June 30, 2014
R N Hughes et al, 2014, Evidence for anxiolytic effects of acute caffeine on anxiety related behavior in male and female rats tested with and without bright light, Behavioural Brain Research, published online ahead of print.
Animal Study – Anxiety
ABSTRACT: Male and female PVG/c rats were observed in an open field (OF) and an elevated plus maze (EPM) either with or without a bright light stressor (600‐692lx) following an intraperitoneal injection of saline, 25 or 50mg/kg of caffeine. One week later, the same rats were observed under the same drug and lighting conditions but in the opposite apparatus to that experienced earlier. Either the higher or both doses of caffeine decreased anxiety as indicated by increased OF rearing and decreased grooming, immobility and corner occupancy (in the presence of bright light). A similar interpretation applied to caffeine‐related increased entries into and observations in the EPM open arms for males only, and increased entries into the open arms for females alone in the presence of bright light. Bright light increased anxiety as shown by longer latencies of emergence into the OF and decreased ambulation and, for males only, decreased centre occupancy and increased corner occupancy. Fewer entries into the open arms in the presence of bright light for females only also suggested heightened anxiety. Apart from one OF and one EPM measure, bright light did not appear to markedly influence the effects of caffeine which were concluded to be primarily anxiolytic, with males being more affected than females. Although the central mechanisms responsible for caffeine’s anxiolytic action remain to be established, it is possible that antagonism of A2A adenosine receptors might somehow be involved.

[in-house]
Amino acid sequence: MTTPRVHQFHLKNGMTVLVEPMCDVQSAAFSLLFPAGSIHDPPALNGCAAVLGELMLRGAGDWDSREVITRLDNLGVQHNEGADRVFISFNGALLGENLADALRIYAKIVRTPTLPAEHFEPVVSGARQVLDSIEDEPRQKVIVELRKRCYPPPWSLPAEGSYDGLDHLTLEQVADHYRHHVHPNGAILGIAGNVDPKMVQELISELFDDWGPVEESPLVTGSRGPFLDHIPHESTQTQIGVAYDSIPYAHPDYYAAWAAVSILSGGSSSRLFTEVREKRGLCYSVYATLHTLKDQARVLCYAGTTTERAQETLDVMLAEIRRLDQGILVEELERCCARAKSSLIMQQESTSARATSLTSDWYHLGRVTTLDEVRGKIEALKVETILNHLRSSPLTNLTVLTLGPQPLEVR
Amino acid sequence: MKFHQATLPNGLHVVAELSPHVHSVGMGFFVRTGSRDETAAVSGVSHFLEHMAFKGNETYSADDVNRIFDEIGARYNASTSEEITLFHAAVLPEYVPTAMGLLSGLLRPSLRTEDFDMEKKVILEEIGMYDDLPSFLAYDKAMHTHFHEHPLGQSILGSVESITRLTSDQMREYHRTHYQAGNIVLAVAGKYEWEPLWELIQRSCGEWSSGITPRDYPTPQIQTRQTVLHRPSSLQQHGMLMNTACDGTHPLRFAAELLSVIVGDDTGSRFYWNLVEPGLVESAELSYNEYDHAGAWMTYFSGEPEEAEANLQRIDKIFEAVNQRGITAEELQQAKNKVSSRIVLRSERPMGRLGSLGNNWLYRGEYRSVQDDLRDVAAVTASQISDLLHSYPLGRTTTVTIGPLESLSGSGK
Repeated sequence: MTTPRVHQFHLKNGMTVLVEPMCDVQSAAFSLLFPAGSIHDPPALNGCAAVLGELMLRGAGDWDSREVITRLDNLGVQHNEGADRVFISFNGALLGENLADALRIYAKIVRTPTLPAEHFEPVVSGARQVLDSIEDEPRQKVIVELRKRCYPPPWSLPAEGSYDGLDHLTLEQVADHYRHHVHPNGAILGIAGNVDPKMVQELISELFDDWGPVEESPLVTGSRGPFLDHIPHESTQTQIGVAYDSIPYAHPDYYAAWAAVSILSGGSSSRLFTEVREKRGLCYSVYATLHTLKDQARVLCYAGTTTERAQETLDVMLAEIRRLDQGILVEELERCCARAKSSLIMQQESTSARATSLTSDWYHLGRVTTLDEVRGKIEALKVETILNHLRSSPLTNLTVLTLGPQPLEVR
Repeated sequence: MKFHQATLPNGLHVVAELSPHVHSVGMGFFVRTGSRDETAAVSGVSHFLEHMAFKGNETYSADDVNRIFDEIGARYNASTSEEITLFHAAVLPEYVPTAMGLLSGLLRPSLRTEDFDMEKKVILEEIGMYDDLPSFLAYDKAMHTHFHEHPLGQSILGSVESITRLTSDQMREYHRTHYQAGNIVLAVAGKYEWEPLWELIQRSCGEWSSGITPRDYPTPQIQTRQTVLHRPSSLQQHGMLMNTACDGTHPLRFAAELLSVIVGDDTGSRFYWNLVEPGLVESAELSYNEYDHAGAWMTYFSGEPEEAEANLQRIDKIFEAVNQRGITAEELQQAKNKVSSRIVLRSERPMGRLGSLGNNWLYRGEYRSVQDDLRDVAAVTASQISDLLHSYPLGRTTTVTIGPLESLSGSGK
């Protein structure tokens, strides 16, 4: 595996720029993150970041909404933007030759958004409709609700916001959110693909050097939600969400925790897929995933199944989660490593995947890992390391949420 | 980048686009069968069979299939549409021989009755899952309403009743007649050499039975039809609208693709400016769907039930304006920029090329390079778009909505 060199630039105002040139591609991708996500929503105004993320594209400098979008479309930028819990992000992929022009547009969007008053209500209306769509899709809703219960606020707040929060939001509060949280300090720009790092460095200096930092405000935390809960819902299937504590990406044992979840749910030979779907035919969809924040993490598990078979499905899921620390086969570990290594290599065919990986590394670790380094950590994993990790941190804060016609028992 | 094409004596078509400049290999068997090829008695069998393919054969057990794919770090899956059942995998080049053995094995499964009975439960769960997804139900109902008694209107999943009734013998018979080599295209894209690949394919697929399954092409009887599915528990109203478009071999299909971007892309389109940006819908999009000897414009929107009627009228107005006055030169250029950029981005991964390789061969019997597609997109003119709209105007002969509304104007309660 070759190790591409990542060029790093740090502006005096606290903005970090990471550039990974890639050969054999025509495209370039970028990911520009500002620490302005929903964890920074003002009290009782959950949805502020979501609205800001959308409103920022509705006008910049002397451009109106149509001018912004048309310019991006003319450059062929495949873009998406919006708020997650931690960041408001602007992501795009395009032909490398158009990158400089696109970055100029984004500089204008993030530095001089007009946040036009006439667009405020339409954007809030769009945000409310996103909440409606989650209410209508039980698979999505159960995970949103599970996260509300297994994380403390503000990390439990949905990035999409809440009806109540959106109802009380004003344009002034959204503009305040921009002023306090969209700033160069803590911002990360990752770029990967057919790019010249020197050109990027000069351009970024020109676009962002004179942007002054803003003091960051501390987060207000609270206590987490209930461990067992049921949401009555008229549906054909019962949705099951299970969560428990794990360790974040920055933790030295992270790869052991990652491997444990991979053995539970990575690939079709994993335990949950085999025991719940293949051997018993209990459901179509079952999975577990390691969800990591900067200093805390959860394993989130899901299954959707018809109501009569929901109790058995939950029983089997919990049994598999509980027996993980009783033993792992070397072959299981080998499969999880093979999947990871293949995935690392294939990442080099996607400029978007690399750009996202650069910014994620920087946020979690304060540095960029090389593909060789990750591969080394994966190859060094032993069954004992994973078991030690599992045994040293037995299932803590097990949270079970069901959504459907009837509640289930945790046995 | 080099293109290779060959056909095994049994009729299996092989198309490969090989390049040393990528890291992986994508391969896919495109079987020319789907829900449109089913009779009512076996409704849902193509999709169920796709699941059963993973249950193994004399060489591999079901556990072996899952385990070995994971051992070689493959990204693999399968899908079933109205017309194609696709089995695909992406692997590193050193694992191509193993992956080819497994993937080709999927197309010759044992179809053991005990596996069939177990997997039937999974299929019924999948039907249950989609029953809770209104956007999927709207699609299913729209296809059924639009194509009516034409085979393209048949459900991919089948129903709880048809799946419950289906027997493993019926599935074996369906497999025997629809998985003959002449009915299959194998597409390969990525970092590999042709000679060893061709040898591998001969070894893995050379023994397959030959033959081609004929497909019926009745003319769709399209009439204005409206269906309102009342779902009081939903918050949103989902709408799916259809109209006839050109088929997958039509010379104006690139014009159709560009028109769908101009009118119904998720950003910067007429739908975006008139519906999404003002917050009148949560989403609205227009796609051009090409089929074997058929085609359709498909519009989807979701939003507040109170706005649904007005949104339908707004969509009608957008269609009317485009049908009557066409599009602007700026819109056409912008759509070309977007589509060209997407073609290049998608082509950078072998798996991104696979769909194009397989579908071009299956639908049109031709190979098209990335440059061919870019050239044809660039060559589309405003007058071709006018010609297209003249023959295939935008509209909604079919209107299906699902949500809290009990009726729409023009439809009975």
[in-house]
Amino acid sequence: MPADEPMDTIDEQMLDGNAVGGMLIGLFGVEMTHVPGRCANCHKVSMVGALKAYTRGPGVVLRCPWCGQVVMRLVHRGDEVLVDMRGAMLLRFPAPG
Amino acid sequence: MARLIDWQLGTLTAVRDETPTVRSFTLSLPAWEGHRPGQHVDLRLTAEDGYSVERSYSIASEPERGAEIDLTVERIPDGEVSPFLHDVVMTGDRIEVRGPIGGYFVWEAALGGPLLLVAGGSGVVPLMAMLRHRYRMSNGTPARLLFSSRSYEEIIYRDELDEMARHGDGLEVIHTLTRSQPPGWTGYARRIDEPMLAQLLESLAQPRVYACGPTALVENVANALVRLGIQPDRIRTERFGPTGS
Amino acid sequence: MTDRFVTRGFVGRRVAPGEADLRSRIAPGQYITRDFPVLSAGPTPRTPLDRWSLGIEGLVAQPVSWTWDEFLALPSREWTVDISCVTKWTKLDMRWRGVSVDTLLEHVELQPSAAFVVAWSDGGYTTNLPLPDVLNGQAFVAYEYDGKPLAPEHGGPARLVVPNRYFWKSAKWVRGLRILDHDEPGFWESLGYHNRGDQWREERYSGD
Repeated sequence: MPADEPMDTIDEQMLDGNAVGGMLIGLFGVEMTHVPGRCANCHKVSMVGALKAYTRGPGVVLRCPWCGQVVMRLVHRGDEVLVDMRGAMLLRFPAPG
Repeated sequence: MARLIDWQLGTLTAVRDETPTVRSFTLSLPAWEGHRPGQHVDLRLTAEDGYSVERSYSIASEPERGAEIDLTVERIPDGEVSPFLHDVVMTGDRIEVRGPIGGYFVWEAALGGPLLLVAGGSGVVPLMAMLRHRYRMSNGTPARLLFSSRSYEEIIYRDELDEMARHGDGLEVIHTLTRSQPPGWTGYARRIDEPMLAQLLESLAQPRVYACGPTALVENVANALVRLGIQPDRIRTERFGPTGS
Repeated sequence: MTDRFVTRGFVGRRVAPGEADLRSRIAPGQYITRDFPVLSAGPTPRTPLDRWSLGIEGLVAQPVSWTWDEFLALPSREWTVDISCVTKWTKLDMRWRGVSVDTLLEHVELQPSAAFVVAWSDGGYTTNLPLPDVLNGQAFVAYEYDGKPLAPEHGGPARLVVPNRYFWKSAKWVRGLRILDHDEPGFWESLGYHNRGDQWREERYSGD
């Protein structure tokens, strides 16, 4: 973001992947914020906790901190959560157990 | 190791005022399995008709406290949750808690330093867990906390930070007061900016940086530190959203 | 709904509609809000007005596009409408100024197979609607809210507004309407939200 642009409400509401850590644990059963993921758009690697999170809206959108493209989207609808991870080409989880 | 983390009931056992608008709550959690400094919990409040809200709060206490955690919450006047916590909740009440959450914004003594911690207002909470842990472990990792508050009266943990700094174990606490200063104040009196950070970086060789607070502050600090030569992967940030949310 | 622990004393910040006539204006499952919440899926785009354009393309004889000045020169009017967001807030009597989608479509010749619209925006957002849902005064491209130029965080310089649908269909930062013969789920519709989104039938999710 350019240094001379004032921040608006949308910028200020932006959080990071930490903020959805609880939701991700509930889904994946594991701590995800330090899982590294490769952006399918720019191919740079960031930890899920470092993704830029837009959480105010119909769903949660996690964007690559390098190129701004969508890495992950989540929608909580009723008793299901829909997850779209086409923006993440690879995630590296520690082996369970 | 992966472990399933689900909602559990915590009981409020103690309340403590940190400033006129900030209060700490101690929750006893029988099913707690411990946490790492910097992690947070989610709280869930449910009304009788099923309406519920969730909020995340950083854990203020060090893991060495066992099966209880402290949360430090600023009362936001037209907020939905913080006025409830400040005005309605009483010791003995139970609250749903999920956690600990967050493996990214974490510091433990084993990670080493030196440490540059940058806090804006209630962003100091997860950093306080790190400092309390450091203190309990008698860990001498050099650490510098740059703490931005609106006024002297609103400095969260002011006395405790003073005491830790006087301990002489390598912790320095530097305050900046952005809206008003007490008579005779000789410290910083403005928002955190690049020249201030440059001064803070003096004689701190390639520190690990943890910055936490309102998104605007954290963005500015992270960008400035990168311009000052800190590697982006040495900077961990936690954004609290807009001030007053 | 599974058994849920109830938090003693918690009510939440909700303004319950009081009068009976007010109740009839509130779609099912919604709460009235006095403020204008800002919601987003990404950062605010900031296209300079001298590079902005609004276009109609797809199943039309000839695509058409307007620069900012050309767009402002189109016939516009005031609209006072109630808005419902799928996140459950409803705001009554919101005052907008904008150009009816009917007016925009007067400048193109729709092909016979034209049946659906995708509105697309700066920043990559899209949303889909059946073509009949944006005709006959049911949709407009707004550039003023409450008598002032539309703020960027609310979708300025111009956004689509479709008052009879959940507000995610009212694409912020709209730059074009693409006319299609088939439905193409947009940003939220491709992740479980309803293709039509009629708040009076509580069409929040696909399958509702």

Ja tak, jeg vil gerne modtage nyhedsbrev, når der er noget nyt om kaffe og helbred.